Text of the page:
British Columbia freezes international student applications for 2 years


Following the recent temporary cap on study permits in Canada in 2024, the province of British Columbia took the unprecedented step of imposing a two-year ban on new colleges, prohibiting them from international student registration. The province justified the decision by citing “exploitative practices” that undermine the credibility of the post-secondary education system.

Selina Robinson, Minister of Post-Secondary Education, explained in a press conference that the ban was mandatory due to gaps and shortcomings in the international education system. Additionally, she said the system was not working as well as it should be. The strict measures taken by the Council are expected to yield positive results as private colleges and universities in British Columbia will now have to demonstrate that their new programs are in line with the demands of the labor market. In addition, private post-secondary educational institutions will need to be regularly monitored to ensure that established standards are met.

The verdict was announced following the federal government’s earlier crackdown on international students, which included a temporary cap on study permits in 2024. The new cap allows for 360,000 approved study permits, which reflects a 35% decrease from the previous year. The measures taken are seen as a turning point in ongoing efforts to regulate the international education landscape, as in British Columbia alone it caters to the bulk of students, with approximately 82,000 students in public establishments and 94,000 in private establishments.

International Students in British Columbia

Approximately 54% of the 175,000 international postsecondary students, from more than 150 countries, are enrolled in private universities. Eighty percent of the province’s 280 private schools are located in the Lower Mainland.
Ms. Selina Robinson noted that the two-year shutdown is intended to give the province an opportunity to evaluate and introspect the impacts of recent changes. British Columbia Premier David Eby has highlighted the need for the province to address issues related to the international education system.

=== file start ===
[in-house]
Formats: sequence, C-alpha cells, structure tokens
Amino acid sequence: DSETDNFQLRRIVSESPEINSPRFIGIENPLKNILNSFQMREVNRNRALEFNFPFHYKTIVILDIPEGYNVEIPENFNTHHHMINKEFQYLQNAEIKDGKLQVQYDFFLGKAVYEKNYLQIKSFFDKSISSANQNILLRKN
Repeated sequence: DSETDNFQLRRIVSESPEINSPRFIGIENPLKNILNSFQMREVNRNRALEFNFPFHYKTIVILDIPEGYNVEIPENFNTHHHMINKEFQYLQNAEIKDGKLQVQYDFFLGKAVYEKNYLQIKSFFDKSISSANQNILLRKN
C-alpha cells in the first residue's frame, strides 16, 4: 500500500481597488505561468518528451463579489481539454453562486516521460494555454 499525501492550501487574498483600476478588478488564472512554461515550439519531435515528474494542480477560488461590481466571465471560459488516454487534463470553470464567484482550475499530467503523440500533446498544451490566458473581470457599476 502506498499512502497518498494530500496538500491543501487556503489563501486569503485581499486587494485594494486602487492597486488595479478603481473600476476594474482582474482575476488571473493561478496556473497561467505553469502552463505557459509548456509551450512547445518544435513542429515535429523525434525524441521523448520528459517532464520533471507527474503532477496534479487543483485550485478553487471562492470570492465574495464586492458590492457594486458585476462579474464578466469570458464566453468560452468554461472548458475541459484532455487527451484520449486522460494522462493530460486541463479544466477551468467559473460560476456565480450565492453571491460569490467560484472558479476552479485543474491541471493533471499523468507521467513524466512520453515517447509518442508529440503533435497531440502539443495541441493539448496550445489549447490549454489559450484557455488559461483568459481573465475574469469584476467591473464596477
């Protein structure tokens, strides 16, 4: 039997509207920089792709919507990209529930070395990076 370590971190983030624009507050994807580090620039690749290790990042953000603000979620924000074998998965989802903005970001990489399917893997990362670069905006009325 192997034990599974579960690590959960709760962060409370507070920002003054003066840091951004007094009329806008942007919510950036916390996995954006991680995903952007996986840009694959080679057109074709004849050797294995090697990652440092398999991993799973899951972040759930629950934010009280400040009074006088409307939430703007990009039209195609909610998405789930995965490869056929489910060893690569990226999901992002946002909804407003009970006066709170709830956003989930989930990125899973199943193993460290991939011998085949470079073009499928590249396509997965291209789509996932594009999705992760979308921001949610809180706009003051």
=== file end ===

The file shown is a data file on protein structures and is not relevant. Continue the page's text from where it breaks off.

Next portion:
“There is a wide range of private establishments, large and small, in our province, but regardless of the size of the establishment, our expectations for the level of quality are the same,” he told Ottawa. “There are institutions that are not meeting our expectations at the moment.” –David Eby

Aiming for quality postsecondary education

The ban aims to inspect an allegedly corrupt business model that has gone unchecked for years. The registration ban is part of a growing review aimed at improving the post-secondary education system in British Columbia, highlighting the importance of protecting students from the predatory practices of many unscrupulous educational institutions.

There is also a project to establish minimum language eligibility in private training institutes, thereby providing students with a fair chance to compete to meet the demands of the job market. The government claimed these initiatives would improve education standards.

A measure to alleviate the housing crisis

The housing crisis, which is in some way linked to the influx of international students, constitutes a formidable challenge facing the entire country, according to the study by the Justin Trudeau government. Banning international students in British Columbia is one step in Justin Trudeau’s goal to reduce the influx of international students that is causing this problem.

Last week, a cap on new international student permits was imposed in response to the same sentiment, to reduce student enrollment by 35% this year, to around 360,000. The government also intends to restrict post-graduation work permits to certain students. This demonstrates how regulations have tightened in response to concerns about housing and market saturation.

Economic impact of the student visa in Canada

The Canadian economy receives an estimated annual contribution of 22 billion Canadian dollars ($16.4 billion) from international students. Many educational institutions that have expanded their campuses in hopes of continuing to attract students could suffer from this change. Official 2022 data shows that more than 40% of international students studying in Canada come from India, closely followed by China at around 12%.

British Columbia must now decide how to cap the number of applicants to private and public post-secondary institutions. Experts predict that the cap and then the two-year ban will not have much effect on large universities, but will certainly have a negative impact on smaller universities and colleges. For obvious reasons, colleges and institutes are concerned about these changes. They claim that most companies recruit students from institutes, even small universities. Many international students are already giving up on gaining admission to BC colleges and universities, wondering whether or not the new rules will finally be implemented.

Leave a comment